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What Substance Gives Plants Their Green Color?

By Lauren Thompson
What Substance Gives Plants Their Green Color?
http://www.flickr.com/photos/pinksherbet/3370498035/

Plant Basics

Plants obtain energy from light. The process by which a plant converts sunlight into energy is called photosynthesis, and every plant goes through this process in one form or another. The photosynthesis happens at the cellular level, allowing plants to maintain a beautiful green appearance.

Plant Cell Biology

Anatomy of Plant Cell

Plant cells are made up of similar components as animal cells, though undergo processes that are quite different than animals. A plant cell is encased in a cell wall as well as a waxy cell membrane. Within the membrane exists a gelatinous substance known as cytoplasm.

Within the cytoplasm of a plant cell, there exists several important pieces of cellular material. Aside from the nucleus, vacuole and mitochondria exists the chloroplasts. The chloroplasts are the power houses of the plant cell, providing food for the plant. Within the exterior wall is the thylakoid membrane of a chloroplast, and inside the wall exists a pigment called chlorophyll.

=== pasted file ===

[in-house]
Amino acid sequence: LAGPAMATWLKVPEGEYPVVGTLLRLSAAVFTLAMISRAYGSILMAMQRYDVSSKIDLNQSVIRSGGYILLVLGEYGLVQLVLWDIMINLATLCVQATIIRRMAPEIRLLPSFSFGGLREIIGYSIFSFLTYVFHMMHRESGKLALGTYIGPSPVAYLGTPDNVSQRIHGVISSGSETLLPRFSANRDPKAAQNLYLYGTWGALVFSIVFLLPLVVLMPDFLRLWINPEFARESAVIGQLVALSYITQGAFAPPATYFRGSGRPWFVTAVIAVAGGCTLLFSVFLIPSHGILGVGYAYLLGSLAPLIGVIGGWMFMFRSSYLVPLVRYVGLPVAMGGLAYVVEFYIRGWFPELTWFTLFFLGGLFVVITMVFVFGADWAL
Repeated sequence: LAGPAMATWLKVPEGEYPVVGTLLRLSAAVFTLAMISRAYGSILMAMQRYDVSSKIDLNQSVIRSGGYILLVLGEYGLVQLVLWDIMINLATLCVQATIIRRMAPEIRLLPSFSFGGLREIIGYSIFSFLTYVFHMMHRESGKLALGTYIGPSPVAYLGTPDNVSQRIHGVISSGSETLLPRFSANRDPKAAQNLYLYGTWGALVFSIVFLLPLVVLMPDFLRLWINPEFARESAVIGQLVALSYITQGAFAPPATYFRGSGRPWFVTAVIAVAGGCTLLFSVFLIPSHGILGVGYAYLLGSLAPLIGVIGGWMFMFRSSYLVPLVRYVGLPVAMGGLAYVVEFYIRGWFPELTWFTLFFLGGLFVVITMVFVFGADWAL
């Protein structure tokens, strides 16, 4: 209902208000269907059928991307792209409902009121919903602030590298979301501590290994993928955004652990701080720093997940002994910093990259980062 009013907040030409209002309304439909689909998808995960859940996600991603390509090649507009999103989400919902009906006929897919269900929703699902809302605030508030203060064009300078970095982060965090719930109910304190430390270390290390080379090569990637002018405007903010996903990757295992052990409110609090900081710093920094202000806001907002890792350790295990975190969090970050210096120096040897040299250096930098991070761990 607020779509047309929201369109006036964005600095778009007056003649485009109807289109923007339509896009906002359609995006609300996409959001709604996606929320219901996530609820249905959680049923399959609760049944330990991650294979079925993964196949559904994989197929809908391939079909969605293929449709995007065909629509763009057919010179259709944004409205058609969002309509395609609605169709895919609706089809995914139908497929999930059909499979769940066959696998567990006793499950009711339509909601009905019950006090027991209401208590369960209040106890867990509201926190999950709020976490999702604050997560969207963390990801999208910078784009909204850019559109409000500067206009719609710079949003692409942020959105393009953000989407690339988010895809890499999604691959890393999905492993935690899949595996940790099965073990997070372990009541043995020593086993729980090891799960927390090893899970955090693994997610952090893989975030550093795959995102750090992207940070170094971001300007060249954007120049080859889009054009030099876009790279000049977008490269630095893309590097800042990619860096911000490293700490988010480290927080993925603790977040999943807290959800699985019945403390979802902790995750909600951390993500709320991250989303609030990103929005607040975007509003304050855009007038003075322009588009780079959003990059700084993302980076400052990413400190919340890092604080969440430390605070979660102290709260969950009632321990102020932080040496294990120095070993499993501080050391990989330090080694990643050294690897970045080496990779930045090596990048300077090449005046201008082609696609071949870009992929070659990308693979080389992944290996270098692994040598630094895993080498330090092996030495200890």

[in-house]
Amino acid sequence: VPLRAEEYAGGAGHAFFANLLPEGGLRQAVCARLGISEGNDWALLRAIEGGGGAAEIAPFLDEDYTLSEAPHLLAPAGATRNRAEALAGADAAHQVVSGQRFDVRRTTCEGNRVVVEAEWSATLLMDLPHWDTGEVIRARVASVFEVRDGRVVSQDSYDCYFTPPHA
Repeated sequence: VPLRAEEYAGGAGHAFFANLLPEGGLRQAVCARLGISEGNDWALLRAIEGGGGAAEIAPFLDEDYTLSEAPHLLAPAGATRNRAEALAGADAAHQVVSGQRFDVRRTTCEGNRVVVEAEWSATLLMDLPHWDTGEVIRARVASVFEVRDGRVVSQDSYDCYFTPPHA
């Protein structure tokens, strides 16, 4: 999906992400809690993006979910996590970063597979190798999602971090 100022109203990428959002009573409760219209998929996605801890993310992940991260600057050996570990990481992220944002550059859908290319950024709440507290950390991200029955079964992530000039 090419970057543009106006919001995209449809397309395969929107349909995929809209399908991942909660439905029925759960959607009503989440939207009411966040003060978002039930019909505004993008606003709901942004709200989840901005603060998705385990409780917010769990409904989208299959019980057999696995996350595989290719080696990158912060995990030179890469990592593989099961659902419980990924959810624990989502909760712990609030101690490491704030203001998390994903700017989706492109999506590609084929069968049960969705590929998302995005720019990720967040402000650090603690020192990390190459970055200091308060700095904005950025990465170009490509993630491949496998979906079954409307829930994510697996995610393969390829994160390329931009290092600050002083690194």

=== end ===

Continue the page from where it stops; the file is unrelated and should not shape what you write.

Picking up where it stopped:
Chlorophyll is able to create sugars using the energy from sunlight, through a chemical reaction between water and carbon dioxide. The result is a sugar that is food for the plant, as well as oxygen. The sugar producing reaction is performed in the stroma, which is an extension of the chloroplast. Chlorophyll is also responsible for the green coloring on leaves and stems of a plant. Green is the best color to collect sunlight within the color spectrums (red and blue) that are most efficient for producing the energy needed to create food for the plant.

Changing Colors and Falling Leaves

During the spring and summer, leaves continue the process of making food using chlorophyll and as such, the leaves remain green. In the fall, as the nights grow longer, the need to make food goes dormant and the chlorophyll is destroyed. As chlorophyll dies off, the other pigments in leaves are shown, such as caretenoids which are responsible for the brown, yellow and orange pigments; and anthocyanin, which is responsible for the brilliant reds seen in fall leaves. These pigments are also common in fruits and vegetables, as cartenoids provide the color of carrots, bananas and oranges. Anthocyanin is responsible for the red colors in apples, strawberries and tomatoes.

Eventually, the veins that carry sugar produced in photosynthesis from the leaves to the stem of the plant atrophy and dry. After the leaf has ceased production of caretenoids and anthocyanin, the leaf will wither and drop from the plant.

 

About the Author

 

Lauren Thompson lives in Kansas City, Missouri and works as both a writer and freelancer. Her background is in technical and spec writing for the information technology industry, as well as financial services. She also writes opinion and editorial articles for KCParent and Parents Edge, specializing in entertainment, food and political realms.